Car makers often charge steep mark-ups in China. Daimler high-end Mercedes-Benz SLS AMG model costs 3.1 million yuan ($509,000) in China, according to its local website, 150 percent above its starting price in the United States. Volkswagen's Audi TT Coupe costs 519,000 yuan ($85,800) in China, over twice the U.S. starting price.

Carmaker Tesla wins China fans with 'fair' price strategy
As a result of strong demand for its cars, Tesla expects to sell as many Te Si La cars in China as it sells Tesla cars in the US next year.
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Old 02-23-2014, 07:09 PM
 
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He he... I guess I hit the nail on the head and didn't even know it.

I hope Tesla can hurry and ramp up production. I have a feeling they could sell about as many as they could build.
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Old 02-23-2014, 07:32 PM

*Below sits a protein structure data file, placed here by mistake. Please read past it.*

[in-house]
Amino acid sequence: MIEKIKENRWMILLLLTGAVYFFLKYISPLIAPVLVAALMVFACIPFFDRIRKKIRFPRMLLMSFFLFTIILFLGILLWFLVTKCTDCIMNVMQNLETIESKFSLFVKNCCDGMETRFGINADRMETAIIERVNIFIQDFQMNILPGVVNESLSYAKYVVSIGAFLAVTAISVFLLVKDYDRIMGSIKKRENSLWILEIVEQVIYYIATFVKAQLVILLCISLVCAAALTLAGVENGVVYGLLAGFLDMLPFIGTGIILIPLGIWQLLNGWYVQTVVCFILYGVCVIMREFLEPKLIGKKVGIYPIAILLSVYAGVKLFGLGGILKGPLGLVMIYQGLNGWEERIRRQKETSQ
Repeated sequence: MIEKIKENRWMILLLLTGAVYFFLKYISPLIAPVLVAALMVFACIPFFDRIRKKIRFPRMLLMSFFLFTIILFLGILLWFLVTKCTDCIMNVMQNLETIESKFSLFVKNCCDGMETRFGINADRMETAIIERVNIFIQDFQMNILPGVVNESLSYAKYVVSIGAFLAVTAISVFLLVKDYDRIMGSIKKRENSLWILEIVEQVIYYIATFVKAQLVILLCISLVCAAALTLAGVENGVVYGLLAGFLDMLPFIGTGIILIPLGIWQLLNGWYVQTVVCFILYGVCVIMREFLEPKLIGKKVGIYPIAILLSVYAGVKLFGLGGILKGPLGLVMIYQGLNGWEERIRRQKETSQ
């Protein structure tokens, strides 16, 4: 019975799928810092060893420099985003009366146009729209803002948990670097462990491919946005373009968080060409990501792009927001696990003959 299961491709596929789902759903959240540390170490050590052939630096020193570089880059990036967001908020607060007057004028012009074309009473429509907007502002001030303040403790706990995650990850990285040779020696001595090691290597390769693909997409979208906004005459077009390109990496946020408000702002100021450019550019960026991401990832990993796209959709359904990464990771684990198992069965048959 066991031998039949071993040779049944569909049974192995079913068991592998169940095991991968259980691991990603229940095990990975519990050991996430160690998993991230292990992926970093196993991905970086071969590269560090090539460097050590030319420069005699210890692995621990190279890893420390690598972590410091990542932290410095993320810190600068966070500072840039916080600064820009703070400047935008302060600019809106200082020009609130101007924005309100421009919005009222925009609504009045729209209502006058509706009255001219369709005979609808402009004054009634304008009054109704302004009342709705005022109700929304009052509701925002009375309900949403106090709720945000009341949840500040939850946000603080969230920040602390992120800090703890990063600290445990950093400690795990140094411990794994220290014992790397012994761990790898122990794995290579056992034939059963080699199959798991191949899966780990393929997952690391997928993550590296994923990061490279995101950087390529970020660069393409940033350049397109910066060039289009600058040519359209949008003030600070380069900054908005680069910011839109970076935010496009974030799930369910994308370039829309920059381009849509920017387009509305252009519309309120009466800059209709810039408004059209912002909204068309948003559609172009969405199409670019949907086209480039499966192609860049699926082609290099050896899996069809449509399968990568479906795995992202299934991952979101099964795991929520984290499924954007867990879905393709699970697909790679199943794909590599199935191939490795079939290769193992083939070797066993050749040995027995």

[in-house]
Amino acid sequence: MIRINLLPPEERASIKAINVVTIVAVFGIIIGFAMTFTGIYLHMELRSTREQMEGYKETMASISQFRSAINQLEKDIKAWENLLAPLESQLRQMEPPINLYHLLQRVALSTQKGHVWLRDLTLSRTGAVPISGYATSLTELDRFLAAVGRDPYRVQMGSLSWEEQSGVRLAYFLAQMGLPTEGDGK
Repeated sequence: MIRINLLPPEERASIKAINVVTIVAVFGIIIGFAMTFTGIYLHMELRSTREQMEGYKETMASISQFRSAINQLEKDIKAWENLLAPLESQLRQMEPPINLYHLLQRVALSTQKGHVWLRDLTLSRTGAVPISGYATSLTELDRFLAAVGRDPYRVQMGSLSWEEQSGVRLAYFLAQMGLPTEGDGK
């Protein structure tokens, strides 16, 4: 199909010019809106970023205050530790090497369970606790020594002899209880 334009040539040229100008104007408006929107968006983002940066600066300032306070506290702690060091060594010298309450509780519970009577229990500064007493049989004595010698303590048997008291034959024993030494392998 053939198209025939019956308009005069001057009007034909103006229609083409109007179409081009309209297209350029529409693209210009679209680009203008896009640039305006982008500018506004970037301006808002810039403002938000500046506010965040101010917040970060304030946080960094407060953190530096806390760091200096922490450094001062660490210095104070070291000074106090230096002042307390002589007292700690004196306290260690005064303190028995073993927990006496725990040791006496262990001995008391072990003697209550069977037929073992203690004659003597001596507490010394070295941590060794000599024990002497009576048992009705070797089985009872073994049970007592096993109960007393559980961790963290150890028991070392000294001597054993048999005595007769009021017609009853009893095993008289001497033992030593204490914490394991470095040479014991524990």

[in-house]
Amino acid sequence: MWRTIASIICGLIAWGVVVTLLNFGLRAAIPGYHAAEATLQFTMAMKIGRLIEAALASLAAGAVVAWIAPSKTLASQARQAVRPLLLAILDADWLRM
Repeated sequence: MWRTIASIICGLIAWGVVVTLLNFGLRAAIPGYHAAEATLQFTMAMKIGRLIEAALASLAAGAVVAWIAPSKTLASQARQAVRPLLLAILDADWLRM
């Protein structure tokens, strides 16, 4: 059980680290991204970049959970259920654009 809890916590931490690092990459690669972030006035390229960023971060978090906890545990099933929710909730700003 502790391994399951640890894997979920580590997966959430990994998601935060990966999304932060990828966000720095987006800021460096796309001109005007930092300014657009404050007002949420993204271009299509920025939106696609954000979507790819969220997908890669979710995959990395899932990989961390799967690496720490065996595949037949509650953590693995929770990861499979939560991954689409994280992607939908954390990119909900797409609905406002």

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Ultimately China needs to do something and the they need to do it sooner than later as they will burn through their domestic supply of coal over the next 3 or 4 decades. A great deal of that pollution is from residential and commercial heating and I'm not sure how you keep more than 1 billion people warm if your only major resource is low quality coal. You could see the same issues in many European cities like London in the 50's and 60's.

This was non issue for the most part here in the US because anthracite was used for heating all over the eastern part of the country. Before someone brings up Pittsburgh keep in mind that's the result of soft coal being used in the steel mills.

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Old 02-23-2014, 07:50 PM
 
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The Chinese have put numerous feel-good laws in place over the past 20 years...

Just look at how they have decreased the pollution in Beijing after creating many anti-pollution laws (picture taken Feb. 22, 2014):



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Old 02-23-2014, 11:33 PM
 
Location: Volcano
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Quote:
Originally Posted by plwhit View Post